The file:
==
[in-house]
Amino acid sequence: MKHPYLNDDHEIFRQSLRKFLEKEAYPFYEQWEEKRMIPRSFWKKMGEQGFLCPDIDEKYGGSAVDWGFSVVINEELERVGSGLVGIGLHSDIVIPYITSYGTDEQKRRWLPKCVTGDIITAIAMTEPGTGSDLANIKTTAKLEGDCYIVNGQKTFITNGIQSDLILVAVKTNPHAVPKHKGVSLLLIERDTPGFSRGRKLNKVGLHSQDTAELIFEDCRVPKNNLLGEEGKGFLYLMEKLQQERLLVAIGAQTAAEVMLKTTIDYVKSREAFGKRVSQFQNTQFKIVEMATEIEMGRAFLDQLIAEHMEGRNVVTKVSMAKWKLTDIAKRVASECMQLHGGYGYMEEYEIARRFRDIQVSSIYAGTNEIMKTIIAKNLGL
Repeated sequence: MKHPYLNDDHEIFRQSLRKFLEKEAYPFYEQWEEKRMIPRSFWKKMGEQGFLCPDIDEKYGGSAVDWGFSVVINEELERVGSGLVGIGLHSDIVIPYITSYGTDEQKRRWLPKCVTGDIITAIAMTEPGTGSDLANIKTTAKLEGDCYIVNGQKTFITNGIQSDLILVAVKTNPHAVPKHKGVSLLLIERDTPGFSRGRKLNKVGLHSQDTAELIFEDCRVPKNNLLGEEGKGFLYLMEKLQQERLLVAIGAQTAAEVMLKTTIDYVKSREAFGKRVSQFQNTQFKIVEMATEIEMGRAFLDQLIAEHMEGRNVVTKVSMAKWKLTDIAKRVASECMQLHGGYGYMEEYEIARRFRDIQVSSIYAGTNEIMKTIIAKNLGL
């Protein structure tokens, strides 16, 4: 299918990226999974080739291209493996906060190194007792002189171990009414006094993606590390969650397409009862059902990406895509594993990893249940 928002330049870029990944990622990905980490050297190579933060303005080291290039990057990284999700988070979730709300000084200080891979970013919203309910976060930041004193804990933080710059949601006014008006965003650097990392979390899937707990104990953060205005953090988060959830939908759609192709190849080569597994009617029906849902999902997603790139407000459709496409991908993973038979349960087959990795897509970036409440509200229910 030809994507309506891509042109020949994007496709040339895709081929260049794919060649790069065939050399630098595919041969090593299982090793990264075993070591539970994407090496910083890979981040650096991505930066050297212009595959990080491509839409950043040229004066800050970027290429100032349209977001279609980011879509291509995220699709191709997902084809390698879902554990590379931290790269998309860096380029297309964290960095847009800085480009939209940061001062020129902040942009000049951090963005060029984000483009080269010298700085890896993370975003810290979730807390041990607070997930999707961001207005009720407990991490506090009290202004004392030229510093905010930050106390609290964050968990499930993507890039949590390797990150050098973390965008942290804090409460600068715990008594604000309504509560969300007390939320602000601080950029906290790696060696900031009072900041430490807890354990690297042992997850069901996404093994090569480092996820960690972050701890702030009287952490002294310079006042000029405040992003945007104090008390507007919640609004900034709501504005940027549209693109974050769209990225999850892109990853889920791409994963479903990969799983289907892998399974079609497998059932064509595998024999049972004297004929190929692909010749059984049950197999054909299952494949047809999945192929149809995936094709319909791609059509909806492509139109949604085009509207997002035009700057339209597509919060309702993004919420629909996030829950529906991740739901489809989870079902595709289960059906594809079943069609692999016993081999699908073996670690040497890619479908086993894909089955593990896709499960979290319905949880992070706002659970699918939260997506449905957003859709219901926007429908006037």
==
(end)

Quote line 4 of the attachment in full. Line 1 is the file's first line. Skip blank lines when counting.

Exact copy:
């Protein structure tokens, strides 16, 4: 299918990226999974080739291209493996906060190194007792002189171990009414006094993606590390969650397409009862059902990406895509594993990893249940 928002330049870029990944990622990905980490050297190579933060303005080291290039990057990284999700988070979730709300000084200080891979970013919203309910976060930041004193804990933080710059949601006014008006965003650097990392979390899937707990104990953060205005953090988060959830939908759609192709190849080569597994009617029906849902999902997603790139407000459709496409991908993973038979349960087959990795897509970036409440509200229910 030809994507309506891509042109020949994007496709040339895709081929260049794919060649790069065939050399630098595919041969090593299982090793990264075993070591539970994407090496910083890979981040650096991505930066050297212009595959990080491509839409950043040229004066800050970027290429100032349209977001279609980011879509291509995220699709191709997902084809390698879902554990590379931290790269998309860096380029297309964290960095847009800085480009939209940061001062020129902040942009000049951090963005060029984000483009080269010298700085890896993370975003810290979730807390041990607070997930999707961001207005009720407990991490506090009290202004004392030229510093905010930050106390609290964050968990499930993507890039949590390797990150050098973390965008942290804090409460600068715990008594604000309504509560969300007390939320602000601080950029906290790696060696900031009072900041430490807890354990690297042992997850069901996404093994090569480092996820960690972050701890702030009287952490002294310079006042000029405040992003945007104090008390507007919640609004900034709501504005940027549209693109974050769209990225999850892109990853889920791409994963479903990969799983289907892998399974079609497998059932064509595998024999049972004297004929190929692909010749059984049950197999054909299952494949047809999945192929149809995936094709319909791609059509909806492509139109949604085009509207997002035009700057339209597509919060309702993004919420629909996030829950529906991740739901489809989870079902595709289960059906594809079943069609692999016993081999699908073996670690040497890619479908086993894909089955593990896709499960979290319905949880992070706002659970699918939260997506449905957003859709219901926007429908006037």